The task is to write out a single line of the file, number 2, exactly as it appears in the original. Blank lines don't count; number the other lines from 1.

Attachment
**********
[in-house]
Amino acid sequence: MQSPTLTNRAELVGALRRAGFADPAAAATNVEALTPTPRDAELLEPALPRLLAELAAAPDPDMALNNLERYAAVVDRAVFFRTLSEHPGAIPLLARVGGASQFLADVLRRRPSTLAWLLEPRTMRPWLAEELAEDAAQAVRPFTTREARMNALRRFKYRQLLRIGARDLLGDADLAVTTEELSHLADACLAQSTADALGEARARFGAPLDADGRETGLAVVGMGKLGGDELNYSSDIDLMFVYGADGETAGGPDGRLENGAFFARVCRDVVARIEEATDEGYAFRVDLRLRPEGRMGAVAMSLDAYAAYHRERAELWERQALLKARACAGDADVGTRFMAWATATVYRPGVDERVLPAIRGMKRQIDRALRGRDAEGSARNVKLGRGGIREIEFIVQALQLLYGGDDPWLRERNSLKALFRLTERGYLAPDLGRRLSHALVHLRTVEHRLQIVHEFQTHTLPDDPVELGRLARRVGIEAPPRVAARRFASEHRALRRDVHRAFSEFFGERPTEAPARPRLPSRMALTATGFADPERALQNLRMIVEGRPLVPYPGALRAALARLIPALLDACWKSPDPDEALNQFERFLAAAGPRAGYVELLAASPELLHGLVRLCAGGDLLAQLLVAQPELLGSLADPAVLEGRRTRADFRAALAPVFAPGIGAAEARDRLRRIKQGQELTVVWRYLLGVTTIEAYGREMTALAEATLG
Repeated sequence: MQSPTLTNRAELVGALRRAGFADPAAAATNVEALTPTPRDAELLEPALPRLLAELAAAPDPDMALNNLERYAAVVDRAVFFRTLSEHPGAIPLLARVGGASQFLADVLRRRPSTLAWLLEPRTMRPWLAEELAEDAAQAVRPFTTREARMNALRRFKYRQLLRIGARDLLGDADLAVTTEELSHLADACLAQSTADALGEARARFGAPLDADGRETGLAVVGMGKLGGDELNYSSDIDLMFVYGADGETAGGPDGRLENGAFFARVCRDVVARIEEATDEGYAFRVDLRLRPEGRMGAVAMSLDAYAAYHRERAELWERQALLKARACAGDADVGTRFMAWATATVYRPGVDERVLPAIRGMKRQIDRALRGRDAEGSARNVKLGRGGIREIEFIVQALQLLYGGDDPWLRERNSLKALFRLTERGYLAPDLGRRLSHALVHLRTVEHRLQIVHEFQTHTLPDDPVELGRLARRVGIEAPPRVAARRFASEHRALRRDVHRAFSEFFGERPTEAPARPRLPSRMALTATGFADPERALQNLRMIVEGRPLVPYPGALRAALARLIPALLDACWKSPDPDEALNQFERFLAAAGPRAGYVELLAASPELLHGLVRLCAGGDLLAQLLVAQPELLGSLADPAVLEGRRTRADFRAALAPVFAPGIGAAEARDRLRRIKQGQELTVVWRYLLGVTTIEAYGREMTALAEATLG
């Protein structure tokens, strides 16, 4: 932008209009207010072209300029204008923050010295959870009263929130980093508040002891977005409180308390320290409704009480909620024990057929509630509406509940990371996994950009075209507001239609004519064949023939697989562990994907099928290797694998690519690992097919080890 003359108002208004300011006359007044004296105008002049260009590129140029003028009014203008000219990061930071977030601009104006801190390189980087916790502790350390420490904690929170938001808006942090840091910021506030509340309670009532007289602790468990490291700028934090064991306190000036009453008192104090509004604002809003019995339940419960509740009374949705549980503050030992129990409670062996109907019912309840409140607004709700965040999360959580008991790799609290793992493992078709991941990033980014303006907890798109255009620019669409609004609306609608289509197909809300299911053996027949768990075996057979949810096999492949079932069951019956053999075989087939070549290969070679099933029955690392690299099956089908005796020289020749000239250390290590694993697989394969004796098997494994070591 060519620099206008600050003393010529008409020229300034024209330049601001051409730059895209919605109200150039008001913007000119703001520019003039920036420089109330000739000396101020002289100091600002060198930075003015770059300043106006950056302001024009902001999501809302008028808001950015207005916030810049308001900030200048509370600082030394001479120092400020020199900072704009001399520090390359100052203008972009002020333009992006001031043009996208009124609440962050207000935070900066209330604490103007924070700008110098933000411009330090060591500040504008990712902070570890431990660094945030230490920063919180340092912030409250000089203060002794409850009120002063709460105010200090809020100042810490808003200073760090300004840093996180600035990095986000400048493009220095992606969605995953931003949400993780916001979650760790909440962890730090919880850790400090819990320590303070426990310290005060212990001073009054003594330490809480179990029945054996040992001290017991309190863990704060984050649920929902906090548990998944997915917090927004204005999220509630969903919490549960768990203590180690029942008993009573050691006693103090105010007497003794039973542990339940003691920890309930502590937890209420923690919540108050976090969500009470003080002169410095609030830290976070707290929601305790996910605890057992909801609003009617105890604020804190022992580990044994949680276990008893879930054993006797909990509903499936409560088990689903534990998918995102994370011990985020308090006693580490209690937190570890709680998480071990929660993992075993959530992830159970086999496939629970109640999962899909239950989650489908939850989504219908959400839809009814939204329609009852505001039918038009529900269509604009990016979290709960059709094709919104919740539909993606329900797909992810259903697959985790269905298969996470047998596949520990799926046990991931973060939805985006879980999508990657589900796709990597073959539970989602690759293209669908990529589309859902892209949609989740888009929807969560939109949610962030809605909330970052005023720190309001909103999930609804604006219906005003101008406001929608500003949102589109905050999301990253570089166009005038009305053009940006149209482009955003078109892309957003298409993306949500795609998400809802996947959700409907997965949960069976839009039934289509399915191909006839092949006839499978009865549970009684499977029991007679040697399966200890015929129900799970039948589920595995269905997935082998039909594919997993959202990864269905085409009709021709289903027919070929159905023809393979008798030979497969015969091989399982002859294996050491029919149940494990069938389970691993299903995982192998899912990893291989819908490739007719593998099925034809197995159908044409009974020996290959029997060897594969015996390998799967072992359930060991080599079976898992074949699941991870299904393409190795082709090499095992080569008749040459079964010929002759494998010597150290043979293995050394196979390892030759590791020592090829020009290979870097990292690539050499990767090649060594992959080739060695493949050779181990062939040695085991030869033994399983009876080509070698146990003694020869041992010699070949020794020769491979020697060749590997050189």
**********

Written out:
Amino acid sequence: MQSPTLTNRAELVGALRRAGFADPAAAATNVEALTPTPRDAELLEPALPRLLAELAAAPDPDMALNNLERYAAVVDRAVFFRTLSEHPGAIPLLARVGGASQFLADVLRRRPSTLAWLLEPRTMRPWLAEELAEDAAQAVRPFTTREARMNALRRFKYRQLLRIGARDLLGDADLAVTTEELSHLADACLAQSTADALGEARARFGAPLDADGRETGLAVVGMGKLGGDELNYSSDIDLMFVYGADGETAGGPDGRLENGAFFARVCRDVVARIEEATDEGYAFRVDLRLRPEGRMGAVAMSLDAYAAYHRERAELWERQALLKARACAGDADVGTRFMAWATATVYRPGVDERVLPAIRGMKRQIDRALRGRDAEGSARNVKLGRGGIREIEFIVQALQLLYGGDDPWLRERNSLKALFRLTERGYLAPDLGRRLSHALVHLRTVEHRLQIVHEFQTHTLPDDPVELGRLARRVGIEAPPRVAARRFASEHRALRRDVHRAFSEFFGERPTEAPARPRLPSRMALTATGFADPERALQNLRMIVEGRPLVPYPGALRAALARLIPALLDACWKSPDPDEALNQFERFLAAAGPRAGYVELLAASPELLHGLVRLCAGGDLLAQLLVAQPELLGSLADPAVLEGRRTRADFRAALAPVFAPGIGAAEARDRLRRIKQGQELTVVWRYLLGVTTIEAYGREMTALAEATLG